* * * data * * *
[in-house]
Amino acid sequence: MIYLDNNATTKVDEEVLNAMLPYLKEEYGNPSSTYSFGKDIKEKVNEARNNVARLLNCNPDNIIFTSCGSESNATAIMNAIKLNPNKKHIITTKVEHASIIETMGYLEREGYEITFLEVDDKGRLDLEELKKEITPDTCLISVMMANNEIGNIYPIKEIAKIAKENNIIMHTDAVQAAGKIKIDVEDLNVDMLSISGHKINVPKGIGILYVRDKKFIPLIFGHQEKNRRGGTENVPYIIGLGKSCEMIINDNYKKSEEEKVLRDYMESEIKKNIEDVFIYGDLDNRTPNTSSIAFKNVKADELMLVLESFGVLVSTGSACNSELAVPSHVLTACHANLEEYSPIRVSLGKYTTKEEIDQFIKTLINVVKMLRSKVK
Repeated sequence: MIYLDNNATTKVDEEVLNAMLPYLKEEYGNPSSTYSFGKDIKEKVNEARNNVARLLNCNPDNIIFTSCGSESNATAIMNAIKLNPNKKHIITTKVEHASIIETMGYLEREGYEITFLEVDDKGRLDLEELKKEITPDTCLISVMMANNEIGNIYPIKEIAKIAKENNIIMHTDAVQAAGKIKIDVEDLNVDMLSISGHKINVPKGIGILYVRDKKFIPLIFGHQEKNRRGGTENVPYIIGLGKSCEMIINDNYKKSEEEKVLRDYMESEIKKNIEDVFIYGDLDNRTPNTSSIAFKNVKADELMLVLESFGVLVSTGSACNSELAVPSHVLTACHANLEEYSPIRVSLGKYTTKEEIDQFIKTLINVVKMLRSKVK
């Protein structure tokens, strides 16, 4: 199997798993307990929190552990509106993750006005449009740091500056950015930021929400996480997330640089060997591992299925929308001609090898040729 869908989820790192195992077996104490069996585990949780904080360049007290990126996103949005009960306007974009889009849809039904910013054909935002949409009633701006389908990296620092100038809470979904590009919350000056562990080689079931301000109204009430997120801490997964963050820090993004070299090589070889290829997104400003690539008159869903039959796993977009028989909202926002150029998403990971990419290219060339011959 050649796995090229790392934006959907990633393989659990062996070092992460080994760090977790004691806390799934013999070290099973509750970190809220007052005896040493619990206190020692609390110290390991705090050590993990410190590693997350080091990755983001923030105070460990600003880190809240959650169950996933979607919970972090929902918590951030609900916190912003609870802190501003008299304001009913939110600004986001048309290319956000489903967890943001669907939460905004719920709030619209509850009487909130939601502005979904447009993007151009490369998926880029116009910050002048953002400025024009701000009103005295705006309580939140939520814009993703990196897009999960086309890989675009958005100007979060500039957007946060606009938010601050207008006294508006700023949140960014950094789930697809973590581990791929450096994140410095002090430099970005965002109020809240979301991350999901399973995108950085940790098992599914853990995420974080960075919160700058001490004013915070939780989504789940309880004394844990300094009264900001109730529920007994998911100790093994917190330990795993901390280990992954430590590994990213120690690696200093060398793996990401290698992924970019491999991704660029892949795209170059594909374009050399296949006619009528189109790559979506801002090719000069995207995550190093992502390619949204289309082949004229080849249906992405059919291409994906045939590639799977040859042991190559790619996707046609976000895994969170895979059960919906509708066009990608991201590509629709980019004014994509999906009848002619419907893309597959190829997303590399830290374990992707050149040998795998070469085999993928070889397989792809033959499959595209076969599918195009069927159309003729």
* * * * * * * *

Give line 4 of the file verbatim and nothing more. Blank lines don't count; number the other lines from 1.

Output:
């Protein structure tokens, strides 16, 4: 199997798993307990929190552990509106993750006005449009740091500056950015930021929400996480997330640089060997591992299925929308001609090898040729 869908989820790192195992077996104490069996585990949780904080360049007290990126996103949005009960306007974009889009849809039904910013054909935002949409009633701006389908990296620092100038809470979904590009919350000056562990080689079931301000109204009430997120801490997964963050820090993004070299090589070889290829997104400003690539008159869903039959796993977009028989909202926002150029998403990971990419290219060339011959 050649796995090229790392934006959907990633393989659990062996070092992460080994760090977790004691806390799934013999070290099973509750970190809220007052005896040493619990206190020692609390110290390991705090050590993990410190590693997350080091990755983001923030105070460990600003880190809240959650169950996933979607919970972090929902918590951030609900916190912003609870802190501003008299304001009913939110600004986001048309290319956000489903967890943001669907939460905004719920709030619209509850009487909130939601502005979904447009993007151009490369998926880029116009910050002048953002400025024009701000009103005295705006309580939140939520814009993703990196897009999960086309890989675009958005100007979060500039957007946060606009938010601050207008006294508006700023949140960014950094789930697809973590581990791929450096994140410095002090430099970005965002109020809240979301991350999901399973995108950085940790098992599914853990995420974080960075919160700058001490004013915070939780989504789940309880004394844990300094009264900001109730529920007994998911100790093994917190330990795993901390280990992954430590590994990213120690690696200093060398793996990401290698992924970019491999991704660029892949795209170059594909374009050399296949006619009528189109790559979506801002090719000069995207995550190093992502390619949204289309082949004229080849249906992405059919291409994906045939590639799977040859042991190559790619996707046609976000895994969170895979059960919906509708066009990608991201590509629709980019004014994509999906009848002619419907893309597959190829997303590399830290374990992707050149040998795998070469085999993928070889397989792809033959499959595209076969599918195009069927159309003729």